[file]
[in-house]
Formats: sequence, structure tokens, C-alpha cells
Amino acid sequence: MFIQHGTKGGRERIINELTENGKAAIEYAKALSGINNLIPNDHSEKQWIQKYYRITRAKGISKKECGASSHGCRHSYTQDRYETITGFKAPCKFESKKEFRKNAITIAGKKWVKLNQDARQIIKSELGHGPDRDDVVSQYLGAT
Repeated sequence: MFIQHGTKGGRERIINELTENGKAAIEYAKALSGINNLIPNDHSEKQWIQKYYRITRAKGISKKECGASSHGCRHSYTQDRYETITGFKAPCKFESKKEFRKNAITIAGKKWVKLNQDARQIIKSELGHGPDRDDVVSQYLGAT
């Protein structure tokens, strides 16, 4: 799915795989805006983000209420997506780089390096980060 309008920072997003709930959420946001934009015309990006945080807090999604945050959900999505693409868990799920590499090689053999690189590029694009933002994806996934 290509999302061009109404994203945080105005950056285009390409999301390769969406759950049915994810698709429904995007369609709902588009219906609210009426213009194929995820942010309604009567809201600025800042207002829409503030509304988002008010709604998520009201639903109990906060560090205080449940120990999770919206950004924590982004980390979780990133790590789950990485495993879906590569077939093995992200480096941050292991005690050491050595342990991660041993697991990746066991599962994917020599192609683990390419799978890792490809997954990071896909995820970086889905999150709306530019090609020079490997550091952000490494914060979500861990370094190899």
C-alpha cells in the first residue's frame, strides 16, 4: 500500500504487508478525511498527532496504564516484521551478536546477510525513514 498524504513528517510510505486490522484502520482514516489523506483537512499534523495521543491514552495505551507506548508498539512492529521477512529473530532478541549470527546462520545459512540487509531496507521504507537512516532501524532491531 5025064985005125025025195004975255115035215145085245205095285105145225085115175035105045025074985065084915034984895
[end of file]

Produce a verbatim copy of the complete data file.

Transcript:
[in-house]
Formats: sequence, structure tokens, C-alpha cells
Amino acid sequence: MFIQHGTKGGRERIINELTENGKAAIEYAKALSGINNLIPNDHSEKQWIQKYYRITRAKGISKKECGASSHGCRHSYTQDRYETITGFKAPCKFESKKEFRKNAITIAGKKWVKLNQDARQIIKSELGHGPDRDDVVSQYLGAT
Repeated sequence: MFIQHGTKGGRERIINELTENGKAAIEYAKALSGINNLIPNDHSEKQWIQKYYRITRAKGISKKECGASSHGCRHSYTQDRYETITGFKAPCKFESKKEFRKNAITIAGKKWVKLNQDARQIIKSELGHGPDRDDVVSQYLGAT
């Protein structure tokens, strides 16, 4: 799915795989805006983000209420997506780089390096980060 309008920072997003709930959420946001934009015309990006945080807090999604945050959900999505693409868990799920590499090689053999690189590029694009933002994806996934 290509999302061009109404994203945080105005950056285009390409999301390769969406759950049915994810698709429904995007369609709902588009219906609210009426213009194929995820942010309604009567809201600025800042207002829409503030509304988002008010709604998520009201639903109990906060560090205080449940120990999770919206950004924590982004980390979780990133790590789950990485495993879906590569077939093995992200480096941050292991005690050491050595342990991660041993697991990746066991599962994917020599192609683990390419799978890792490809997954990071896909995820970086889905999150709306530019090609020079490997550091952000490494914060979500861990370094190899």
C-alpha cells in the first residue's frame, strides 16, 4: 500500500504487508478525511498527532496504564516484521551478536546477510525513514 498524504513528517510510505486490522484502520482514516489523506483537512499534523495521543491514552495505551507506548508498539512492529521477512529473530532478541549470527546462520545459512540487509531496507521504507537512516532501524532491531 5025064985005125025025195004975255115035215145085245205095285105145225085115175035105045025074985065084915034984895